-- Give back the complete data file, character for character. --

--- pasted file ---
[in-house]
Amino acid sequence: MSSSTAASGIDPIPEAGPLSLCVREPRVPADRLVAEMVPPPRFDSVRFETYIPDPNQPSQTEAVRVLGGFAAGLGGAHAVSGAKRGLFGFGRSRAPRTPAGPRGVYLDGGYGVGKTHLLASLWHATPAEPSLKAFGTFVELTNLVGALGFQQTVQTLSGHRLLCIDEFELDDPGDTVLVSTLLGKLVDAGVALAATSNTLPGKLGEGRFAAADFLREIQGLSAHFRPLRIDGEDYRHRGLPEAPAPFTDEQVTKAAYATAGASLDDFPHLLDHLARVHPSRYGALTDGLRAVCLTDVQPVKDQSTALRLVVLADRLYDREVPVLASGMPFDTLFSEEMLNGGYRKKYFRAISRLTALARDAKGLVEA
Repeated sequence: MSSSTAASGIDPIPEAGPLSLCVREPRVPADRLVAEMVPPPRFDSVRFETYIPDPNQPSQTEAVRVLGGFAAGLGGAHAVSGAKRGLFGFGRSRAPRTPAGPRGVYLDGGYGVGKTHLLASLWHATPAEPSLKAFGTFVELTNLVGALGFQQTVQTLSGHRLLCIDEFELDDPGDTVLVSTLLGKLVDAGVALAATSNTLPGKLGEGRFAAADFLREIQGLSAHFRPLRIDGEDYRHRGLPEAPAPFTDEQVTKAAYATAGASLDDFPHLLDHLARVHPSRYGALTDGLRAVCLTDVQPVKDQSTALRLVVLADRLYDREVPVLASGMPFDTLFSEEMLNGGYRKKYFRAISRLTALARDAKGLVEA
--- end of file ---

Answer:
[in-house]
Amino acid sequence: MSSSTAASGIDPIPEAGPLSLCVREPRVPADRLVAEMVPPPRFDSVRFETYIPDPNQPSQTEAVRVLGGFAAGLGGAHAVSGAKRGLFGFGRSRAPRTPAGPRGVYLDGGYGVGKTHLLASLWHATPAEPSLKAFGTFVELTNLVGALGFQQTVQTLSGHRLLCIDEFELDDPGDTVLVSTLLGKLVDAGVALAATSNTLPGKLGEGRFAAADFLREIQGLSAHFRPLRIDGEDYRHRGLPEAPAPFTDEQVTKAAYATAGASLDDFPHLLDHLARVHPSRYGALTDGLRAVCLTDVQPVKDQSTALRLVVLADRLYDREVPVLASGMPFDTLFSEEMLNGGYRKKYFRAISRLTALARDAKGLVEA
Repeated sequence: MSSSTAASGIDPIPEAGPLSLCVREPRVPADRLVAEMVPPPRFDSVRFETYIPDPNQPSQTEAVRVLGGFAAGLGGAHAVSGAKRGLFGFGRSRAPRTPAGPRGVYLDGGYGVGKTHLLASLWHATPAEPSLKAFGTFVELTNLVGALGFQQTVQTLSGHRLLCIDEFELDDPGDTVLVSTLLGKLVDAGVALAATSNTLPGKLGEGRFAAADFLREIQGLSAHFRPLRIDGEDYRHRGLPEAPAPFTDEQVTKAAYATAGASLDDFPHLLDHLARVHPSRYGALTDGLRAVCLTDVQPVKDQSTALRLVVLADRLYDREVPVLASGMPFDTLFSEEMLNGGYRKKYFRAISRLTALARDAKGLVEA